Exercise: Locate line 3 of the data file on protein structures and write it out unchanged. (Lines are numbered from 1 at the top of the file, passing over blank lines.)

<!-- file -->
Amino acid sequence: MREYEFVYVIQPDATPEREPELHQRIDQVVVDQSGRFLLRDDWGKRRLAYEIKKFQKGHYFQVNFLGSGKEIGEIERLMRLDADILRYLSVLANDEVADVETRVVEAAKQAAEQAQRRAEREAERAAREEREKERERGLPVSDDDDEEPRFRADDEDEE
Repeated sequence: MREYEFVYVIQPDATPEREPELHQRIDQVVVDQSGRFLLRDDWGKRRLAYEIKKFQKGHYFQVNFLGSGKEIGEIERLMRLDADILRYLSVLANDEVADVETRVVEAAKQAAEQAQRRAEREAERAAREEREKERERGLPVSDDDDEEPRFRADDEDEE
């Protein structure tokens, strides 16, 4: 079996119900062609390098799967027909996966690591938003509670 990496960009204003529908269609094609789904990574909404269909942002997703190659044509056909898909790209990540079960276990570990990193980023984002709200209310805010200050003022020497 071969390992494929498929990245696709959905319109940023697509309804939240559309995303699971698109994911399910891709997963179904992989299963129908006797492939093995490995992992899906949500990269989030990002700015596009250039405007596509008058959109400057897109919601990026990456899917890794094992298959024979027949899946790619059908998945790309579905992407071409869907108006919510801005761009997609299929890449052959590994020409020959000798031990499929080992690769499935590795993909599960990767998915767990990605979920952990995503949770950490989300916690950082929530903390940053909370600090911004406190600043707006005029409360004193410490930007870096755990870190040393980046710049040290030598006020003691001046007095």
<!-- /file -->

């Protein structure tokens, strides 16, 4: 079996119900062609390098799967027909996966690591938003509670 990496960009204003529908269609094609789904990574909404269909942002997703190659044509056909898909790209990540079960276990570990990193980023984002709200209310805010200050003022020497 071969390992494929498929990245696709959905319109940023697509309804939240559309995303699971698109994911399910891709997963179904992989299963129908006797492939093995490995992992899906949500990269989030990002700015596009250039405007596509008058959109400057897109919601990026990456899917890794094992298959024979027949899946790619059908998945790309579905992407071409869907108006919510801005761009997609299929890449052959590994020409020959000798031990499929080992690769499935590795993909599960990767998915767990990605979920952990995503949770950490989300916690950082929530903390940053909370600090911004406190600043707006005029409360004193410490930007870096755990870190040393980046710049040290030598006020003691001046007095």